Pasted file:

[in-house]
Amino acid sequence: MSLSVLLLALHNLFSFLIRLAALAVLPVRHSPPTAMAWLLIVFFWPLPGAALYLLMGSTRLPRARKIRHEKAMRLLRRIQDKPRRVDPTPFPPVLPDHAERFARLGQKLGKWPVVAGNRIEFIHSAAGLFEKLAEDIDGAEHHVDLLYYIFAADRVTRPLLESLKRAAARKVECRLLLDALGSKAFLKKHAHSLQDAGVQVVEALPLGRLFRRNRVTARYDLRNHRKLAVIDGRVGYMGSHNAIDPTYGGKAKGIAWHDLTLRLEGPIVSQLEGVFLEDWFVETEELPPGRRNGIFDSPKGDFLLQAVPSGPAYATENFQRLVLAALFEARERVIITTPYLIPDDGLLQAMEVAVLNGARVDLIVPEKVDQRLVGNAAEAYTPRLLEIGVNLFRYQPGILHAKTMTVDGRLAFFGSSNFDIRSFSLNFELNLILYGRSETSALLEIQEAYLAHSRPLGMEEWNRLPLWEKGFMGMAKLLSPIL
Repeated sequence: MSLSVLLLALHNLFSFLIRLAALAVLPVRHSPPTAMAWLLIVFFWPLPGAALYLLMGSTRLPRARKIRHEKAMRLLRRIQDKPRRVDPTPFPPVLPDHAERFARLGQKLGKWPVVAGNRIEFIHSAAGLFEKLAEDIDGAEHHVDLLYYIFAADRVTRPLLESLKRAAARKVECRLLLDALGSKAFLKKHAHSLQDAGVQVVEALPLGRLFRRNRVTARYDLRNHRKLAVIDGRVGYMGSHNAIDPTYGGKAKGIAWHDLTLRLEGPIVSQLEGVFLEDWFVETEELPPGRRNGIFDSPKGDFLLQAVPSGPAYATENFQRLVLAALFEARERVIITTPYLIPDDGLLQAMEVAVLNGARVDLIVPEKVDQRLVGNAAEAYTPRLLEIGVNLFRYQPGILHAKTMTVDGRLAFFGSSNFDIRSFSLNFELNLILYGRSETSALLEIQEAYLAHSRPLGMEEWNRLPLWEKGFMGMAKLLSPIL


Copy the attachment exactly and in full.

[in-house]
Amino acid sequence: MSLSVLLLALHNLFSFLIRLAALAVLPVRHSPPTAMAWLLIVFFWPLPGAALYLLMGSTRLPRARKIRHEKAMRLLRRIQDKPRRVDPTPFPPVLPDHAERFARLGQKLGKWPVVAGNRIEFIHSAAGLFEKLAEDIDGAEHHVDLLYYIFAADRVTRPLLESLKRAAARKVECRLLLDALGSKAFLKKHAHSLQDAGVQVVEALPLGRLFRRNRVTARYDLRNHRKLAVIDGRVGYMGSHNAIDPTYGGKAKGIAWHDLTLRLEGPIVSQLEGVFLEDWFVETEELPPGRRNGIFDSPKGDFLLQAVPSGPAYATENFQRLVLAALFEARERVIITTPYLIPDDGLLQAMEVAVLNGARVDLIVPEKVDQRLVGNAAEAYTPRLLEIGVNLFRYQPGILHAKTMTVDGRLAFFGSSNFDIRSFSLNFELNLILYGRSETSALLEIQEAYLAHSRPLGMEEWNRLPLWEKGFMGMAKLLSPIL
Repeated sequence: MSLSVLLLALHNLFSFLIRLAALAVLPVRHSPPTAMAWLLIVFFWPLPGAALYLLMGSTRLPRARKIRHEKAMRLLRRIQDKPRRVDPTPFPPVLPDHAERFARLGQKLGKWPVVAGNRIEFIHSAAGLFEKLAEDIDGAEHHVDLLYYIFAADRVTRPLLESLKRAAARKVECRLLLDALGSKAFLKKHAHSLQDAGVQVVEALPLGRLFRRNRVTARYDLRNHRKLAVIDGRVGYMGSHNAIDPTYGGKAKGIAWHDLTLRLEGPIVSQLEGVFLEDWFVETEELPPGRRNGIFDSPKGDFLLQAVPSGPAYATENFQRLVLAALFEARERVIITTPYLIPDDGLLQAMEVAVLNGARVDLIVPEKVDQRLVGNAAEAYTPRLLEIGVNLFRYQPGILHAKTMTVDGRLAFFGSSNFDIRSFSLNFELNLILYGRSETSALLEIQEAYLAHSRPLGMEEWNRLPLWEKGFMGMAKLLSPIL